Age-related decline in sleep quality could be reversed
Researchers have suggested that age-related sleep decline can be prevented and might even be reversible.
To uncover basic age-related sleep mechanisms, the scientists at the Max Planck Institute (MPI) for Biology of Ageing in Cologne studied the fruit fly Drosophila melanogaster, a classical model organism in ageing research. "Drosophila's sleep has many features in common with that of humans, including the decline in quality", says Luke Tain of the MPI for Biology of Ageing.
Tain said that like humans, flies sleep at night and are active during the day. We can observe when and how long flies sleep, asserting that they can also determine their sleep quality by measuring how often they wake. This allowed them to study the effects of specific substances or other sleep-influencing factors such as age and genetic disposition.
Ageing researchers Athanasios Metaxakis, Luke Tain, and Sebastian Gronke, in the department of MPI Director Linda Partridge, discovered that a reduced activity in the IIS signalling pathway leads to improved sleep quality at night and higher activity levels at day.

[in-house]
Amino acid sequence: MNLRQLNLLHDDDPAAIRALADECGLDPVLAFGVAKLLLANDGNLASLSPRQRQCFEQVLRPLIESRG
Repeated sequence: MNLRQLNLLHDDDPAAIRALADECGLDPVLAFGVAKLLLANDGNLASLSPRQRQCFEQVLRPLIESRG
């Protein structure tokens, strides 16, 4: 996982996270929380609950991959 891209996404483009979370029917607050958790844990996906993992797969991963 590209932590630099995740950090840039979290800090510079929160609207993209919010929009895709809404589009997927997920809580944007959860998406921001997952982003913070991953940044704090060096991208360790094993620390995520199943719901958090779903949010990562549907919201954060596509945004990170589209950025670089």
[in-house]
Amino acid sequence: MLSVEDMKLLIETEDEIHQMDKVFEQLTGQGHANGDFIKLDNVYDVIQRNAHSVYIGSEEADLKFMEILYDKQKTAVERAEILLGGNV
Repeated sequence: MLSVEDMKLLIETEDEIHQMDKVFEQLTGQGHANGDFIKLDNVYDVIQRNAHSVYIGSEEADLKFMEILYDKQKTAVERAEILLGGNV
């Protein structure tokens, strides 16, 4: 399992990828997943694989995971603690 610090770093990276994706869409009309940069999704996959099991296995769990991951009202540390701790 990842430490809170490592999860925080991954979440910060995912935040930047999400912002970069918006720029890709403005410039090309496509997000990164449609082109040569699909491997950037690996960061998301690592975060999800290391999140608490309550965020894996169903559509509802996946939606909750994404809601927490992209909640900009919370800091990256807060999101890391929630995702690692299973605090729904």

Moreover, the scientists found out that day activity and night sleep are regulated by two distinct signalling pathways, night sleep being mediated through TOR and dopaminergic signalling. Surprisingly, if TOR's activity is acutely inhibited by treatment with the therapeutic agent Rapamycin, sleep quality improves even in old flies, suggesting that age-related sleep decline is not only preventable, but also reversible.
The new study has been published in the journal PLOS Biology.
(Posted on 02-04-2014)
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